98 terms

GCSE Geography: Component 1 - Case Studies

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What was Hurricane Katrina?
A tropical storm.
Where did Hurricane Katrina strike?
Mississippi and Louisiana, in south-east USA, on 29th August 2005.
Where are Mississippi and Louisiana and why is this important?
The Gulf of Mexico where sea temperatures are often 27 degrees Celsius or warmer - this means tropical storms can form.
Where did Katrina originally form?
200 miles south-east of the Bahamas.
Where did Katrina move to?
North-west over the southern tip of Florida into the Gulf of Mexico.
What happened as Katrina moved?
The warm water of the Gulf of Mexico allowed it to become even stronger.
How fast were the winds on 29th August?
200km/h.
How much rain fell in Louisiana?
200-250mm.
How powerful was the storm surge in Missippi?
8.5m.
How many people were killed due to Katrina?
1800 people.
How many houses were destroyed by Katrina?
300 000.
How much of New Orleans was flooded as a result of Katrina?
80%.
What did Katrina do to infrastructure?
Roads were damaged and bridges collapsed.
How many people were left without electricity due to Katrina?
3 million.
How did Katrina impact coastal habitats?
They were damaged.
How many people lost jobs due to Katrina?
230 000 due to damaged businesses.
What did Katrina do to water supplies?
They were polluted with sewage and chemicals.
Why were rescue and recovery efforts for Katrina hampered?
Due to disagreements between national, state, and local officials.
How much of New Orleans was evacuated due to Katrina?
70-80% before she even hit.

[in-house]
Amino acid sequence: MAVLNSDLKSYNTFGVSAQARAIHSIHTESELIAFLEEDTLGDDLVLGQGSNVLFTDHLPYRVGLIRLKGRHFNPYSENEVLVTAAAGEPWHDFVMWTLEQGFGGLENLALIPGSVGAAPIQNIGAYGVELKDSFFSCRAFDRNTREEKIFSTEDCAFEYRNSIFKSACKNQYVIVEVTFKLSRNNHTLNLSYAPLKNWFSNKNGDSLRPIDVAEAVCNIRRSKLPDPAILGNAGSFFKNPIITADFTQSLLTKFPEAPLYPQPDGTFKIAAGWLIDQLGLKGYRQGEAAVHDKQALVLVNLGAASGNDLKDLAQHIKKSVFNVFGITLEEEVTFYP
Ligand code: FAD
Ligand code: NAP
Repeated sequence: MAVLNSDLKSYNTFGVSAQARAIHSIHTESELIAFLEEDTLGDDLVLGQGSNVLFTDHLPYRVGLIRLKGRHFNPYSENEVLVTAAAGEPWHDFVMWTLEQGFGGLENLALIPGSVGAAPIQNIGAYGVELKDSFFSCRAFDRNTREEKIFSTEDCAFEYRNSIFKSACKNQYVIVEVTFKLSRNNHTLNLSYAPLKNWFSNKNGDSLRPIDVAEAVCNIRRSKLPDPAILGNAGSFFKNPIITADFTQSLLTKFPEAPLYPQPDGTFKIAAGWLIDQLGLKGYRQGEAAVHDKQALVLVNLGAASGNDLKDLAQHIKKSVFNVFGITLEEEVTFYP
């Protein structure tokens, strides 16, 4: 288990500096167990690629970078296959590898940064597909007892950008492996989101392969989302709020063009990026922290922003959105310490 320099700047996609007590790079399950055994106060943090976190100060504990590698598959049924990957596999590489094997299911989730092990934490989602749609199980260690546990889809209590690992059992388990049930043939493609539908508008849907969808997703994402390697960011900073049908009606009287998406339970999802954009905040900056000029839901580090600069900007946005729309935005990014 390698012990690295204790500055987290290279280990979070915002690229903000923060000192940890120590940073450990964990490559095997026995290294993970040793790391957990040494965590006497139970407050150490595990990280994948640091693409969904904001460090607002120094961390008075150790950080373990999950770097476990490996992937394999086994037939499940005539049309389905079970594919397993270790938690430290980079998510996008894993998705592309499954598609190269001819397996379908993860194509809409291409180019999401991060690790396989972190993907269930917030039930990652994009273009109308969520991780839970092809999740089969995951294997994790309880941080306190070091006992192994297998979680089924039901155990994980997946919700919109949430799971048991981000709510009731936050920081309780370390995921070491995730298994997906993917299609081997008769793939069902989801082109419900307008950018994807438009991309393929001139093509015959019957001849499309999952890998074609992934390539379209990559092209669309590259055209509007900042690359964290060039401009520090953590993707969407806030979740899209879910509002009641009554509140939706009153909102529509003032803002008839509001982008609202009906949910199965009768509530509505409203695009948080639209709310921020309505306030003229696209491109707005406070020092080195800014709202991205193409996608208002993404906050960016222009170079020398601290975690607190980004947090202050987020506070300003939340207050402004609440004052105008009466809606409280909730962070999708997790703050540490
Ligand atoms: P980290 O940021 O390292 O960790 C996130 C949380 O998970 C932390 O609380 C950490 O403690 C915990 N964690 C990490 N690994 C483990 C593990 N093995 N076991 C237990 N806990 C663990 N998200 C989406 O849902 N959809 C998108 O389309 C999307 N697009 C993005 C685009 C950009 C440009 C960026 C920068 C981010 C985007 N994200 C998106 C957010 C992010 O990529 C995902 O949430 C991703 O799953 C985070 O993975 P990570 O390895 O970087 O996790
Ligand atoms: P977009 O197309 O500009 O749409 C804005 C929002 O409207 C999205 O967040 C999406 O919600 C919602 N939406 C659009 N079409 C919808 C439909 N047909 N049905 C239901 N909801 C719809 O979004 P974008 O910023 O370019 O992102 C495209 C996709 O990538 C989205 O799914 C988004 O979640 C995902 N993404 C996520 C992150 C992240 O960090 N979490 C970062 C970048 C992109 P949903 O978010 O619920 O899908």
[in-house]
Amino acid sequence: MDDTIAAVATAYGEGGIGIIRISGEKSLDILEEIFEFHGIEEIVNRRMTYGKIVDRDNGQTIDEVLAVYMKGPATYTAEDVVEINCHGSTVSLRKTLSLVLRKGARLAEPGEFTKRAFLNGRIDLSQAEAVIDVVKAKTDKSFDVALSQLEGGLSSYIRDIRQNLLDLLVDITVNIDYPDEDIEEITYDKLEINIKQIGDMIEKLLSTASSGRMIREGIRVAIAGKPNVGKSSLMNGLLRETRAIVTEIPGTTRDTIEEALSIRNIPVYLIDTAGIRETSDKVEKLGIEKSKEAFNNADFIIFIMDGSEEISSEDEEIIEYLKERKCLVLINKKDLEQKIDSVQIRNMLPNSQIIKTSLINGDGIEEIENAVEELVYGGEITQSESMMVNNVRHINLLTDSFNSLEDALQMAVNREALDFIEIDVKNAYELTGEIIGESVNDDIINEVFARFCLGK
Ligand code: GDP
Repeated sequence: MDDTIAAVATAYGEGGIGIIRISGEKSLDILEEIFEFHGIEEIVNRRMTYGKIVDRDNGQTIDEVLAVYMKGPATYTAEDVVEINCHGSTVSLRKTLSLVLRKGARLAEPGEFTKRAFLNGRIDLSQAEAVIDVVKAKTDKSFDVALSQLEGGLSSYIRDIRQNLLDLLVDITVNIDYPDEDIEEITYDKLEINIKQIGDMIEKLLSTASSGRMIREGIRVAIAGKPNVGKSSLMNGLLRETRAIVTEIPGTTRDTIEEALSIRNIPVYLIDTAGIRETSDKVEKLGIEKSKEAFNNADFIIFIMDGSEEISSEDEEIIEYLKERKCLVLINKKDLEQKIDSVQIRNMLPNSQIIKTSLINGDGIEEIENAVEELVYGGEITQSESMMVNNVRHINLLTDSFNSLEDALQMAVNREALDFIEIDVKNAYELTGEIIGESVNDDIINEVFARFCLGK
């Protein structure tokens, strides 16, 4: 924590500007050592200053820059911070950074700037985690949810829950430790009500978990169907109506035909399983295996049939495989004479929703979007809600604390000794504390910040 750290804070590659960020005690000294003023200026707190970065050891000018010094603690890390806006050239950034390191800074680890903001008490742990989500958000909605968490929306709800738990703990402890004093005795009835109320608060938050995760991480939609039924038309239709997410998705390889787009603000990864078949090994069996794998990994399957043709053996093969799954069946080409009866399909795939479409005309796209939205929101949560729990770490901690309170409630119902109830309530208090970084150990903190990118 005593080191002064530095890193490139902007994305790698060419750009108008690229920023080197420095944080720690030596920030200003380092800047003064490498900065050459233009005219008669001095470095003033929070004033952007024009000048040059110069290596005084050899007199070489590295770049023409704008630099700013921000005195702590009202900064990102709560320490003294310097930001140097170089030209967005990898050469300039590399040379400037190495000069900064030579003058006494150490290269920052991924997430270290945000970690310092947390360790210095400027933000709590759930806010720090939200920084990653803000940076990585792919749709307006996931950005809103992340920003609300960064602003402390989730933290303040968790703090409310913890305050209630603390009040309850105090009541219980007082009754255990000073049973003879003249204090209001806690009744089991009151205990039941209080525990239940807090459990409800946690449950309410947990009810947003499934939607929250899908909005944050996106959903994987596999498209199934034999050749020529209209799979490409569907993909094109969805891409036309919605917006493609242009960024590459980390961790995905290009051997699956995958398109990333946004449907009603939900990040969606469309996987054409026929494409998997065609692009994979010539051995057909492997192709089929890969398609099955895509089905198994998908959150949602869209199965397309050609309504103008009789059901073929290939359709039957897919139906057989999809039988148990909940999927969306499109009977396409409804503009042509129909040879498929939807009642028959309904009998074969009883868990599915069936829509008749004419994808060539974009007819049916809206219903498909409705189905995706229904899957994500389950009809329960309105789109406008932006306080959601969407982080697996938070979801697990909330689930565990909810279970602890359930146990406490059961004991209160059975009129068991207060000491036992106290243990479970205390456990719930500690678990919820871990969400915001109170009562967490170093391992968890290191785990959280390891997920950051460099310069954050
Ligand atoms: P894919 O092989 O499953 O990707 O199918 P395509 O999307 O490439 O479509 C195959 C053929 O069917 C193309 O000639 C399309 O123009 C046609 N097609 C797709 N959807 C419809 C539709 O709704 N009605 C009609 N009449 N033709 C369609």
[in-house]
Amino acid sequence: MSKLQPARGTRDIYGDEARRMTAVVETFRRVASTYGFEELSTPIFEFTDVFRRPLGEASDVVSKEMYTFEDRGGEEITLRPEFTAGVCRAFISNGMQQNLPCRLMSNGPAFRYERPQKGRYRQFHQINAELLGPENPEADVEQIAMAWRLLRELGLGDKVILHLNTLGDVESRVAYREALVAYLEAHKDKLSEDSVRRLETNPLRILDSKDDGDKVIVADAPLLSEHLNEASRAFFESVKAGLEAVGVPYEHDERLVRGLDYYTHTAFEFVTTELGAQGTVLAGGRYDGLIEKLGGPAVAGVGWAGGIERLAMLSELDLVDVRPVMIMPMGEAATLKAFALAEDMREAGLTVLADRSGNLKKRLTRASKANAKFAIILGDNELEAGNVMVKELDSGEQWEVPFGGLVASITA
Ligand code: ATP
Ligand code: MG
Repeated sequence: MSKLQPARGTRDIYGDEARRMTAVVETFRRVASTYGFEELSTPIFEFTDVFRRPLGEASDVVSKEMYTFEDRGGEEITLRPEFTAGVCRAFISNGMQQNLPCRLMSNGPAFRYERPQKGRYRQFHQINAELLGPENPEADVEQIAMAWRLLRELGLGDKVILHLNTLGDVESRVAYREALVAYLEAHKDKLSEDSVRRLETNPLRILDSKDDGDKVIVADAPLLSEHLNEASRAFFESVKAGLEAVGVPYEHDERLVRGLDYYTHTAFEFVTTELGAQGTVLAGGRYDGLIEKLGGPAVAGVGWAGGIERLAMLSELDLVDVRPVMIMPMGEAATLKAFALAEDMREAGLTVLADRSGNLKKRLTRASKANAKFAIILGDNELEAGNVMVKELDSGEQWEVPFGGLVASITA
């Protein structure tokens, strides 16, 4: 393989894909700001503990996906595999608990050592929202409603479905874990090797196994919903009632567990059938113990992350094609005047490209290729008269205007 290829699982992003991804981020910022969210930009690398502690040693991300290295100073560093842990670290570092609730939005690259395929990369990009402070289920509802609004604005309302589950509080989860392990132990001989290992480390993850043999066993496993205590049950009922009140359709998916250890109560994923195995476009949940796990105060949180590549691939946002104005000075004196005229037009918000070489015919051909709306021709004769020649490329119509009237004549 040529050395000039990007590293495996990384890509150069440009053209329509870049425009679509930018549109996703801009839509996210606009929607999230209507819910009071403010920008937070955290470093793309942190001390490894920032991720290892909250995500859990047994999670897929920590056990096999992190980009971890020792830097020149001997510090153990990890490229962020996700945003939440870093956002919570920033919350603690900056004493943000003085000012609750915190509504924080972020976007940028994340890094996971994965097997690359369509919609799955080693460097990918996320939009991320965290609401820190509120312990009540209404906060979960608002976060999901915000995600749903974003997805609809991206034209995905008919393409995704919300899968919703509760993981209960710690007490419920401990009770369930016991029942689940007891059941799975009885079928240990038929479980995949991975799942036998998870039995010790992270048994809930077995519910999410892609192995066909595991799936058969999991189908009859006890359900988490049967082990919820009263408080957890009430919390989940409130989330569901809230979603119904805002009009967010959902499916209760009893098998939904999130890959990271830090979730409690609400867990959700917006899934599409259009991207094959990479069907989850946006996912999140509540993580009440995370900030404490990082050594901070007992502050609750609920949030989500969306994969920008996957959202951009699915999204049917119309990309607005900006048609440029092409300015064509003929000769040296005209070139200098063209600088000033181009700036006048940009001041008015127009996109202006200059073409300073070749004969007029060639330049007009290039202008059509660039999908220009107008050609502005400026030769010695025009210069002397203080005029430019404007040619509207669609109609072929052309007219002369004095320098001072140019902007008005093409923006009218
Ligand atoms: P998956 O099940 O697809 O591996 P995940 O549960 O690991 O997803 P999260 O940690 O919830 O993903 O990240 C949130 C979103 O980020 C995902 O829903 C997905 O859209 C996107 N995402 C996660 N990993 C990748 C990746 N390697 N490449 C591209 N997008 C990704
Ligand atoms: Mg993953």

What was set up in Mississippi and Louisiana due to Katrina?
After being declared states of emergency, control centers, emergency shelters, and stockpiled supplies were provided.
How many people were rescued after Katrina?
50 000 people.
How much was provided to rebuild homes after Katrina?
16 billion dollars
What did the army recommend after Katrina?
Building be rebuilt on stilts or not rebuilt at all in very low-lying areas.
How much did the repaired and improved flood defenses cost for New Orleans after Katrina?
14.5 million dollars. They were completed in 2013.
What is a heatwave?
A long period when the temperature is much higher than normal.
How are heatwaves caused?
When anticyclones stay in the same place for some time.
What is an anticyclone?
An area of high pressure.
When was the European heatwave?
August 2003.
Where was the anticyclone responsible for the European heatwave?
In western Europe for most of August 2003.
Why were the temperatures in the UK higher than normal in August 2003?
Air moving clockwise around the anticyclone brought hot, dry air from central Europe to western Europe.
Why was rainfall lower than normal in the UK in August 2003?
The anticyclone blocked low pressure systems that normally brought cooler, rainier conditions from the Atlantic Ocean.
How did the European heatwave impact people's health in the UK?
Caused heat stroke, dehydration, sunburn, and breathing problems.
How many people died in the UK due to the European heatwave?
2000 people.
How many people were struck by lightening caused by the European heatwave?
20 people.
How were water supplied affected by the European heatwave?